PAPER SCIENCE by Harry Milgrom


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The only thing that these suggested activities have in common is that you can do them all with paper. Some are just exercises in observation--e.g., tear a piece of newspaper and look at the torn fibers under a magnifying glass; drop a paper tube and see if it bounces. (Why? Because ""Rolling the paper into a tube gives it the spring it needs."") Other entries answer set-up questions: What kinds of paper float? How strong is wet paper compared to dry? Some are tricks readers might pull on their friends: Can you knock down a book by blowing? Or support a book with a sheet of construction paper? And others consist of making a simple paper airplane, spring, Mobius strip, or whatever. But the activities aren't arranged to lead to any understandings, and though offhand explanations occur (""the pointed shape of the airplane helps it slice through the air""), there is no orderly elucidation of basic principles. A filler.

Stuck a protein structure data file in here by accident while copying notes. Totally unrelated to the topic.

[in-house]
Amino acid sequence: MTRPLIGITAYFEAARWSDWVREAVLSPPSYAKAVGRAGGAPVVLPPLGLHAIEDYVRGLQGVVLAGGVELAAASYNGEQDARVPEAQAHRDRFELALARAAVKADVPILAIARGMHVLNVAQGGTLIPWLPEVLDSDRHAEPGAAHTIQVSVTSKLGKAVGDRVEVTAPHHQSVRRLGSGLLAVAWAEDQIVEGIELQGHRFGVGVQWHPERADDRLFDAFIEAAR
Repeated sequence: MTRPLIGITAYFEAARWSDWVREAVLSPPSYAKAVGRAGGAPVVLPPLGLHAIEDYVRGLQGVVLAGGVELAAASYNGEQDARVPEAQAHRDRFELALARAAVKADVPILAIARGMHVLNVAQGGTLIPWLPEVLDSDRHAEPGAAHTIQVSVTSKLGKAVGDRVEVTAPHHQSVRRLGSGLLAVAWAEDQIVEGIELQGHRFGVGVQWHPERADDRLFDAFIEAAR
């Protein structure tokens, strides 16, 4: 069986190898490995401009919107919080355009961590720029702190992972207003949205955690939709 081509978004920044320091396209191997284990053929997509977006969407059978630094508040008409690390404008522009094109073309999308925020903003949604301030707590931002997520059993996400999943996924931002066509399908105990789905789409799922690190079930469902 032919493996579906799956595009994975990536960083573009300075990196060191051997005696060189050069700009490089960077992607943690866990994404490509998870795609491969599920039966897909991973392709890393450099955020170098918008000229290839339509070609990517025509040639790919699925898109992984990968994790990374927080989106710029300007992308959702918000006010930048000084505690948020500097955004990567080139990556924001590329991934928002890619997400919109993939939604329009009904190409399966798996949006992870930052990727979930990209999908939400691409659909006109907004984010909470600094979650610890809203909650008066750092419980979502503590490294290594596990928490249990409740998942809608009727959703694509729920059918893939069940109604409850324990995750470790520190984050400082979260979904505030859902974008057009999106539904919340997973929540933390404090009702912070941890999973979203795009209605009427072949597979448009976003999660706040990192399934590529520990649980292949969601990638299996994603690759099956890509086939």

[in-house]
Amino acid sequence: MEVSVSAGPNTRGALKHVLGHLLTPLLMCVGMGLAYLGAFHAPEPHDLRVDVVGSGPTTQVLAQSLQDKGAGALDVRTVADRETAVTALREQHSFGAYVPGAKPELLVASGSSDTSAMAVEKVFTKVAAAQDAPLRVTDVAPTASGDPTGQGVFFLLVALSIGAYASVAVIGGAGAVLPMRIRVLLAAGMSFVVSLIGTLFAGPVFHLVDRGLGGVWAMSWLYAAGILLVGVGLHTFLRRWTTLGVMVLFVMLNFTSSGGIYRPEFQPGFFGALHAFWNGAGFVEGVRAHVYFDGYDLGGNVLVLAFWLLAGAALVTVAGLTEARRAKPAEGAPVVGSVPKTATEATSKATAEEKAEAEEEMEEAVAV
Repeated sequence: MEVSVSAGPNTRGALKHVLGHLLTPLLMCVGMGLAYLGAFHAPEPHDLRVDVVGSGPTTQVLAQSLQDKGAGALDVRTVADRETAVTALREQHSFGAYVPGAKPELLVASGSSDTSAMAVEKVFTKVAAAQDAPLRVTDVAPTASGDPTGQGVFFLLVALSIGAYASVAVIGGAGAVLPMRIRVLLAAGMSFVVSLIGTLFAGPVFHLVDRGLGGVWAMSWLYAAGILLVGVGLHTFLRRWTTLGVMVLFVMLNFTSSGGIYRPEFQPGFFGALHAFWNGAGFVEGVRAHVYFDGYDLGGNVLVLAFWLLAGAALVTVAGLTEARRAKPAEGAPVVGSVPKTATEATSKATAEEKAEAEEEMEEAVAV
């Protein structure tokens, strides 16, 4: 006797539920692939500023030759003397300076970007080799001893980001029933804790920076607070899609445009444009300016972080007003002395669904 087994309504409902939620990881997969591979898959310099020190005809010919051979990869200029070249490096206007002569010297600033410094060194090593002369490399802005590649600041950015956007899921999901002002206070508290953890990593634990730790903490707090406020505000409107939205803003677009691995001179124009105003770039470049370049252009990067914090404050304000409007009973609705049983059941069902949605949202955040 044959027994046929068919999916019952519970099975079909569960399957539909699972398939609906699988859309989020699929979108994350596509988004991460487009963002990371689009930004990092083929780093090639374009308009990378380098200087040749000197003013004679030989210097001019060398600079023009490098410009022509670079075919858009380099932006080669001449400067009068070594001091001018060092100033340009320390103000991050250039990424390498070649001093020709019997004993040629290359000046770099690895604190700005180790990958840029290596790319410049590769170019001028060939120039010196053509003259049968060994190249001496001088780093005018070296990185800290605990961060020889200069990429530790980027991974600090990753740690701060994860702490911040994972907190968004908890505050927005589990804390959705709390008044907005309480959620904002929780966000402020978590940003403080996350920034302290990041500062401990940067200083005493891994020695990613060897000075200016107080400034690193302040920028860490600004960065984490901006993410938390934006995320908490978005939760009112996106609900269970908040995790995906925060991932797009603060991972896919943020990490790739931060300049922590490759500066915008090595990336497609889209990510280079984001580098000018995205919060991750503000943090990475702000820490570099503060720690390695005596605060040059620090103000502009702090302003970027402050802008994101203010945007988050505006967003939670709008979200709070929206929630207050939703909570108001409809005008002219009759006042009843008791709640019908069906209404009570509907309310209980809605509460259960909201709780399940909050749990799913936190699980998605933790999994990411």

Pub Date: Sept. 30th, 1978
Publisher: Walker